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10, 19, 2020
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Each man's Journey is listed under his BASIC treatment. When you click on one of the names to read a particular Journey, you may see one or more different treatments in bold lettering immediately above the Journey text. You will see (Recurrence) if they are due to a recurrence. Otherwise, they will be treatments used in conjunction with the basic treatment, i.e. Lupron with External Beam Radiation or External Beam Radiation with HDRT/Brachytherapy, etc.

Active Surveillance
Gary Sanders
Len Lindstrom

Alternative (Natural) Therapy
Allen Titmus

Cryoablation - Freezing
Paul Niblock

Hormone Therapy
Arthur Case
Duke Best
Fred Thorngate
Guy Waller
Rick Lopez
Rommie Overton

Radiation - Brachytherapy
Denny Shields
Wayne Miller

Radiation - External Beam
Armand Chichmanian
Jim Wilkinson
Joe Henderson
Lance Stoddard
Rich Gordon
Rick Dancer
Rommie Overton
Tom Wilson
Warren Davidson

Radiation - HDRT
Clint Sherburne

Surgery - Open
Anonymous Part 1
Anonymous Part 2
Bob Hefty
Bob Horney
Bob Thorp
Debbie Daugherty
Jim Buch
Joel Peterson
Tim Daugherty

Surgery - Robotic
Anonymous 2, Part 1
Anonymous 2
Bill Force
Bob Peters
Christopher (Christo) Schwartz
Lowell Bublavi
Ray Barba
Roger Straus

Lowell Bublavi

My journey with prostate cancer started unbeknownst to me sometime between 2003 and 2007. I can be pretty sure of that because after 2.0 PSA tests in 2001 and 2003, I skipped that test for the next three years.
It wasn't until I developed urinary changes that I went back to the doctor for a physical exam in February 2007. My primary care physician did a digital rectal exam (DRE) and found nothing abnormal about my prostate gland. That was reassuring, but because of my urinary symptoms, I insisted on getting a PSA blood test also. As I learned later, the PSA blood test can raise prostate cancer concerns five to 10 years before anything abnormal shows up with a DRE.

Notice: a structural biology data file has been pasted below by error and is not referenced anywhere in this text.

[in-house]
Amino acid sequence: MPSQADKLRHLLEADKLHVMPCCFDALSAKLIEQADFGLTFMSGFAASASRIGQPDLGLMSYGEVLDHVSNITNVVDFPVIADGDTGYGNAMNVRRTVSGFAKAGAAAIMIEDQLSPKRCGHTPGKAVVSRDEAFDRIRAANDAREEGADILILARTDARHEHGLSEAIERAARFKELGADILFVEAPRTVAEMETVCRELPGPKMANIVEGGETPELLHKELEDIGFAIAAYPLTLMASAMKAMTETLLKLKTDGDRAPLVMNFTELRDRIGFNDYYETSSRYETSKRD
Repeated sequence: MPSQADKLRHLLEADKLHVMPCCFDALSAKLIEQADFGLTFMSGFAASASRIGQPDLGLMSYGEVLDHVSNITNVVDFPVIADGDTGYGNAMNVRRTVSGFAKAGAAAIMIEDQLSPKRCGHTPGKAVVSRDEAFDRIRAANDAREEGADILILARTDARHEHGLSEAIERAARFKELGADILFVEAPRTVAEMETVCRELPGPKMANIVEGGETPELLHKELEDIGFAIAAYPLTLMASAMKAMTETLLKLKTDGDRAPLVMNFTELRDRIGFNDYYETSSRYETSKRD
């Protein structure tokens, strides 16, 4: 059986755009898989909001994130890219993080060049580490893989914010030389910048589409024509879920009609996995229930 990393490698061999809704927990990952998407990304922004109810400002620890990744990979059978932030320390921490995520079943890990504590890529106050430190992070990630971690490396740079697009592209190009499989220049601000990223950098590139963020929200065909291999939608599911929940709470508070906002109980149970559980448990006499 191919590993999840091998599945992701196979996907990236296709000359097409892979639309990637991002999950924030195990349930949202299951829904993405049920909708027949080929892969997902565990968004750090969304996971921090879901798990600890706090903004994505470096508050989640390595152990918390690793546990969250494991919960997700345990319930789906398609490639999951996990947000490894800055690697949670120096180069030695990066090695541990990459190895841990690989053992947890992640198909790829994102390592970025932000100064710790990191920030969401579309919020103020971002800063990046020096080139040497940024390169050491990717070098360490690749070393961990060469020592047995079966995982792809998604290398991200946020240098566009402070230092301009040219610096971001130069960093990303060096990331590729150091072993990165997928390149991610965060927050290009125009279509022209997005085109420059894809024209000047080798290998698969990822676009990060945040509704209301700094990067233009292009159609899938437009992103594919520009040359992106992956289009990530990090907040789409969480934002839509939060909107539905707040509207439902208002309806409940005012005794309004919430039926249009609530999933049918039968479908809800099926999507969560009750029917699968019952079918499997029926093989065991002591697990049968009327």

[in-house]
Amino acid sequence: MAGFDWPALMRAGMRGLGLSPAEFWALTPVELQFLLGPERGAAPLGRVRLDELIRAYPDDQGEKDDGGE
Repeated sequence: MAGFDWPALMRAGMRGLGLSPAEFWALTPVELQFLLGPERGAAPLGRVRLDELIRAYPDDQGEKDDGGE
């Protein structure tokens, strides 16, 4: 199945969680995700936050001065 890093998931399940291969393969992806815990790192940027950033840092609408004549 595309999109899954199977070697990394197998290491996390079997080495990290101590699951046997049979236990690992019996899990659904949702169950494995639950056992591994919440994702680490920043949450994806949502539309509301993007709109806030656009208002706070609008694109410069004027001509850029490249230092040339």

When the results of my PSA test came back, it was 6.0 three times higher than it was in 2003. There were two things wrong with that picture as far as I was concerned: Even though a normal PSA score tends to gradually rise as one gets older, a PSA of 6.0 was too high for a 70 year old (me) and my 2003 PSA of 2.0 shouldn't have risen to anywhere near a 6.0 less than four years later.
That 6.0, plus not feeling that my urinary changes had been satisfactorily explained, told me it was time for action. This led me to press the issue until I was referred to urologist Dr. Bryan Mehlhaff to see what was going on. Knowing what I know now about the importance of annual PSA tests catching a rising PSA, I would never have skipped my PSA tests in 2002, 2004, 2005 and 2006.
On March 19, 2007, Dr. Mehlhaff did a 12 needle biopsy and the pathologist reported prostate cancer in four of the needles. The Gleason Score on the cancerous biopsies was predominately 6 (3+3) along with some 7 (3+4). The Gleason Score is an indicator of how aggressive the cancer is with 6 being on the low end and 10 being the ultimate in aggression. Fortunately for me, mine was mostly a non-aggressive cancer.
In April 2007, I started attending the Us TOO Prostate Cancer Education/Support Group. This gave me ready access to the latest prostate cancer treatment information, a chance to talk with men who had been through different types of treatment and also question my urologist, Dr. Mehlhaff, who regularly attends the meetings. As a result of all I gained from attending the Us TOO meetings plus privately talking with Dr. Mehlhaff, my choice of treatment came down to a robotic assisted prostatectomy surgery. Let's get it out and be done with it. On June 26, 2007, Dr. Mehlhaff removed my cancerous prostate. During the almost four years since my surgery, my PSA has been undetectable. That is the best report possible!
Following a prostatectomy, the prostate is always sent to the pathologist for an analysis to see if the cancer was fully contained or had escaped the gland prior to surgery and to get a final assessment on the Gleason Score. My report was that the cancer was contained and my Gleason Score was all 6 (3+3). This small change from the biopsy report isn't too surprising since the sample in the biopsy is very small and here they had the entire gland to examine. I'm glad it was to my advantage.
Like so many other men, I did have to work to recover my continence following surgery. One of the things that helped me was discussing this at the Us TOO meetings and listening to other men share their experiences dealing with it and having Dr. Mehlhaff share the options of medical intervention if it came down to that. What I have found attending these meetings is that side effects of treatment are treatable and can be greatly diminished if not completely eliminated. But, they won't be unless we take a proactive attitude and, with our urologist's guidance, face them head-on.
What really pleases me is that I have not only overcome the side effects of treatment, but as far as I am concerned, that very treatment more than likely cured me of prostate cancer.

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